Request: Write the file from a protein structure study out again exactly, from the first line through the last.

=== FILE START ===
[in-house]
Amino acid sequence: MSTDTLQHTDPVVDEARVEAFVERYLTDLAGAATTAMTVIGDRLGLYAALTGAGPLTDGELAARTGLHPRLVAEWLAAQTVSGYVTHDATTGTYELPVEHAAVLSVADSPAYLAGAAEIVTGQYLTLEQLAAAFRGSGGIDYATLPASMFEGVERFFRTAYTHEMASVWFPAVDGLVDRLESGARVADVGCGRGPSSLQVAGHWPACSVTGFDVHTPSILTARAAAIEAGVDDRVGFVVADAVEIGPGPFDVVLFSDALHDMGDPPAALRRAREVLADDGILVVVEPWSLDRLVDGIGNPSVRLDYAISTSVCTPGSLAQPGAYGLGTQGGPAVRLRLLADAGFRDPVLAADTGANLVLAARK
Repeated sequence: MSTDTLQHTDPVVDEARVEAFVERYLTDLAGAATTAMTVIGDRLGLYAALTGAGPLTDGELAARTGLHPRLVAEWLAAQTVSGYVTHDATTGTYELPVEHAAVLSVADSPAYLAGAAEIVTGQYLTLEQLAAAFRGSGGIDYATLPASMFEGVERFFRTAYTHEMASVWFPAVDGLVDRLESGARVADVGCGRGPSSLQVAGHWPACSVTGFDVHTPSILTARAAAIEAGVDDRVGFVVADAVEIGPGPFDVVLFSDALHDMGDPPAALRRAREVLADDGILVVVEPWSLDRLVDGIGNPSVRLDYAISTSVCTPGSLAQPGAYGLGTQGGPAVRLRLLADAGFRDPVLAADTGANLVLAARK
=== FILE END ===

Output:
[in-house]
Amino acid sequence: MSTDTLQHTDPVVDEARVEAFVERYLTDLAGAATTAMTVIGDRLGLYAALTGAGPLTDGELAARTGLHPRLVAEWLAAQTVSGYVTHDATTGTYELPVEHAAVLSVADSPAYLAGAAEIVTGQYLTLEQLAAAFRGSGGIDYATLPASMFEGVERFFRTAYTHEMASVWFPAVDGLVDRLESGARVADVGCGRGPSSLQVAGHWPACSVTGFDVHTPSILTARAAAIEAGVDDRVGFVVADAVEIGPGPFDVVLFSDALHDMGDPPAALRRAREVLADDGILVVVEPWSLDRLVDGIGNPSVRLDYAISTSVCTPGSLAQPGAYGLGTQGGPAVRLRLLADAGFRDPVLAADTGANLVLAARK
Repeated sequence: MSTDTLQHTDPVVDEARVEAFVERYLTDLAGAATTAMTVIGDRLGLYAALTGAGPLTDGELAARTGLHPRLVAEWLAAQTVSGYVTHDATTGTYELPVEHAAVLSVADSPAYLAGAAEIVTGQYLTLEQLAAAFRGSGGIDYATLPASMFEGVERFFRTAYTHEMASVWFPAVDGLVDRLESGARVADVGCGRGPSSLQVAGHWPACSVTGFDVHTPSILTARAAAIEAGVDDRVGFVVADAVEIGPGPFDVVLFSDALHDMGDPPAALRRAREVLADDGILVVVEPWSLDRLVDGIGNPSVRLDYAISTSVCTPGSLAQPGAYGLGTQGGPAVRLRLLADAGFRDPVLAADTGANLVLAARK